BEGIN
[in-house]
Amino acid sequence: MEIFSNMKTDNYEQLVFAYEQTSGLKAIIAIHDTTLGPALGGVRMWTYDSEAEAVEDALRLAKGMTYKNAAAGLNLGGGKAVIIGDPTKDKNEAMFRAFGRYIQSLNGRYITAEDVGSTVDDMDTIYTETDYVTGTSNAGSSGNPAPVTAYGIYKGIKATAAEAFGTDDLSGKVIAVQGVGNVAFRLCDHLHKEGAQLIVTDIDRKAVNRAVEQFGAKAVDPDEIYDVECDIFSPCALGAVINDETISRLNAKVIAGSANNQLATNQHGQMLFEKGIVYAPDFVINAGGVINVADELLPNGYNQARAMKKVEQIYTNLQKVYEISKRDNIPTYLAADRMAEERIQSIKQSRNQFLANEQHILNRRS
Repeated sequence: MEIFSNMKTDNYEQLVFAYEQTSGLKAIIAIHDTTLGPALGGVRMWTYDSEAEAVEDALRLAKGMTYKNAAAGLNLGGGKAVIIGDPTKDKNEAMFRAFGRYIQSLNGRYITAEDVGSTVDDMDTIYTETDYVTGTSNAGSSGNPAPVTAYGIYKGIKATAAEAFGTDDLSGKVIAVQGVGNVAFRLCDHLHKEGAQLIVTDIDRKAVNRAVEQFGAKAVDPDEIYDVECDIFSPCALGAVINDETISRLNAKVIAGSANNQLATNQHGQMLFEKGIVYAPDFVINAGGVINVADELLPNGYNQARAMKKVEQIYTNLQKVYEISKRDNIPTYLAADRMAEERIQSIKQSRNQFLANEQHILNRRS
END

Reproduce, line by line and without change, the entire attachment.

[in-house]
Amino acid sequence: MEIFSNMKTDNYEQLVFAYEQTSGLKAIIAIHDTTLGPALGGVRMWTYDSEAEAVEDALRLAKGMTYKNAAAGLNLGGGKAVIIGDPTKDKNEAMFRAFGRYIQSLNGRYITAEDVGSTVDDMDTIYTETDYVTGTSNAGSSGNPAPVTAYGIYKGIKATAAEAFGTDDLSGKVIAVQGVGNVAFRLCDHLHKEGAQLIVTDIDRKAVNRAVEQFGAKAVDPDEIYDVECDIFSPCALGAVINDETISRLNAKVIAGSANNQLATNQHGQMLFEKGIVYAPDFVINAGGVINVADELLPNGYNQARAMKKVEQIYTNLQKVYEISKRDNIPTYLAADRMAEERIQSIKQSRNQFLANEQHILNRRS
Repeated sequence: MEIFSNMKTDNYEQLVFAYEQTSGLKAIIAIHDTTLGPALGGVRMWTYDSEAEAVEDALRLAKGMTYKNAAAGLNLGGGKAVIIGDPTKDKNEAMFRAFGRYIQSLNGRYITAEDVGSTVDDMDTIYTETDYVTGTSNAGSSGNPAPVTAYGIYKGIKATAAEAFGTDDLSGKVIAVQGVGNVAFRLCDHLHKEGAQLIVTDIDRKAVNRAVEQFGAKAVDPDEIYDVECDIFSPCALGAVINDETISRLNAKVIAGSANNQLATNQHGQMLFEKGIVYAPDFVINAGGVINVADELLPNGYNQARAMKKVEQIYTNLQKVYEISKRDNIPTYLAADRMAEERIQSIKQSRNQFLANEQHILNRRS